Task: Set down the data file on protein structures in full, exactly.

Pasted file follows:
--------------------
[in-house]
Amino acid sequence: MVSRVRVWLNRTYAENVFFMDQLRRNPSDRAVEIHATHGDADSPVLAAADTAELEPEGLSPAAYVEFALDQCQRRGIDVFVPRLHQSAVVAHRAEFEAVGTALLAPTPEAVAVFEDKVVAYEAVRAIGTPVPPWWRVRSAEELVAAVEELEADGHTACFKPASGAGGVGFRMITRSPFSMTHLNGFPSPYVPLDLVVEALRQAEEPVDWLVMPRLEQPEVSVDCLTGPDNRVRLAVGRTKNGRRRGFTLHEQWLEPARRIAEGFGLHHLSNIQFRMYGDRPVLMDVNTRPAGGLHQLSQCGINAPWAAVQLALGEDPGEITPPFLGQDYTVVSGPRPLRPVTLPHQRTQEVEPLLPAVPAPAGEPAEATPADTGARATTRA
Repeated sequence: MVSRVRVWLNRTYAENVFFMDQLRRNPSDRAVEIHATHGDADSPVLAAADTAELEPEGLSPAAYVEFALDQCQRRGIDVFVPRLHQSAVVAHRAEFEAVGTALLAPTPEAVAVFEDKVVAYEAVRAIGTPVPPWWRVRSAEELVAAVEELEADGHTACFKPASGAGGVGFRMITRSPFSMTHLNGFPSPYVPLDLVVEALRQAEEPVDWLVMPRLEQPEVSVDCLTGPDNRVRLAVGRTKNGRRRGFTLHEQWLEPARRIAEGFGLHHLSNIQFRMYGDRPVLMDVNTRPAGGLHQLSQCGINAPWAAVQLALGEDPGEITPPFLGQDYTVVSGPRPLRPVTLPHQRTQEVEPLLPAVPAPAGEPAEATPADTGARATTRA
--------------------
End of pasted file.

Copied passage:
[in-house]
Amino acid sequence: MVSRVRVWLNRTYAENVFFMDQLRRNPSDRAVEIHATHGDADSPVLAAADTAELEPEGLSPAAYVEFALDQCQRRGIDVFVPRLHQSAVVAHRAEFEAVGTALLAPTPEAVAVFEDKVVAYEAVRAIGTPVPPWWRVRSAEELVAAVEELEADGHTACFKPASGAGGVGFRMITRSPFSMTHLNGFPSPYVPLDLVVEALRQAEEPVDWLVMPRLEQPEVSVDCLTGPDNRVRLAVGRTKNGRRRGFTLHEQWLEPARRIAEGFGLHHLSNIQFRMYGDRPVLMDVNTRPAGGLHQLSQCGINAPWAAVQLALGEDPGEITPPFLGQDYTVVSGPRPLRPVTLPHQRTQEVEPLLPAVPAPAGEPAEATPADTGARATTRA
Repeated sequence: MVSRVRVWLNRTYAENVFFMDQLRRNPSDRAVEIHATHGDADSPVLAAADTAELEPEGLSPAAYVEFALDQCQRRGIDVFVPRLHQSAVVAHRAEFEAVGTALLAPTPEAVAVFEDKVVAYEAVRAIGTPVPPWWRVRSAEELVAAVEELEADGHTACFKPASGAGGVGFRMITRSPFSMTHLNGFPSPYVPLDLVVEALRQAEEPVDWLVMPRLEQPEVSVDCLTGPDNRVRLAVGRTKNGRRRGFTLHEQWLEPARRIAEGFGLHHLSNIQFRMYGDRPVLMDVNTRPAGGLHQLSQCGINAPWAAVQLALGEDPGEITPPFLGQDYTVVSGPRPLRPVTLPHQRTQEVEPLLPAVPAPAGEPAEATPADTGARATTRA